The ABS (Australian Bureau of Statistics) data revealed that 28.5 percent of Australia’s total population, which is around 6.9 million, was born outside of it at the end of June 2016, pushed by high immigration levels, particularly from China and India.
A decade ago, foreign-born Australians made up 24.6 percent of its population at five million.
The Business Insider quotes the ABS as saying that the last decade saw the number of Australians being born abroad relentlessly increase, as the numbers of those born in China and India doubled during this period. On the other hand, the number of Australians born in Europe has been falling steadily.
But those born in the United Kingdom comprise the largest group of foreign-born Aussies as they constitute five percent of the total Australian population in June 2016 end.
While New Zealand-born residents comprise 2.5 percent of its population, people born in China, Indian, Vietnam and the Philippines make up 2.2 percent, 1.9 percent and one percent each, respectively, for the remaining of the overseas-born Australians. As of 30 June 2016, Australia saw 482,665 people arriving in one year. It also included nationals of Australia returning to the country. Of these numbers, 56.5 percent of the arrivals came on a temporary visa and 19.5 percent entered the country on a permanent visa. Besides, 15.4 percent were Australian nationals returning to their home country. If all the figures are taken into consideration, total overseas-born arrivals were marginally fewer than 400,000.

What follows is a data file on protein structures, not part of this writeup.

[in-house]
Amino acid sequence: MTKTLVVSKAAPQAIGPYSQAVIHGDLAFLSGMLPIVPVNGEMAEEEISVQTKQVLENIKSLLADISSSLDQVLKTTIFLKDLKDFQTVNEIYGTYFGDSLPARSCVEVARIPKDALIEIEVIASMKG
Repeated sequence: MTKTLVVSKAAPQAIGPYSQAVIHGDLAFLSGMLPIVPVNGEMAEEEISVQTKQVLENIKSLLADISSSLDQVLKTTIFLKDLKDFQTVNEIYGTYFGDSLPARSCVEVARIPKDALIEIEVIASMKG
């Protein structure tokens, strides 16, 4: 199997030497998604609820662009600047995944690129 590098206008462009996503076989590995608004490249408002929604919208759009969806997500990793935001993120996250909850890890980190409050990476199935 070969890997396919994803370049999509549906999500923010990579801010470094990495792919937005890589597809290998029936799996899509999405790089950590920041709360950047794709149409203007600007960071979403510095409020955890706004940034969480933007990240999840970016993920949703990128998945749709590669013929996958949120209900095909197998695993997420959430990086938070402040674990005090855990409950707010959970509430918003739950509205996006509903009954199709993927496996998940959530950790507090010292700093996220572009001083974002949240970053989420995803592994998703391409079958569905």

Meanwhile, the number of people leaving Australia over the same period was 293,391, which included Australian citizens. Therefore, the net migration from abroad was 182,200 between June 2015 and June 2016, an increase of three percent when compared to the year prior to it.
Importantly, most of the arrivals, unsurprisingly, headed to New South Wales and Victoria, the most populous state of Australia.
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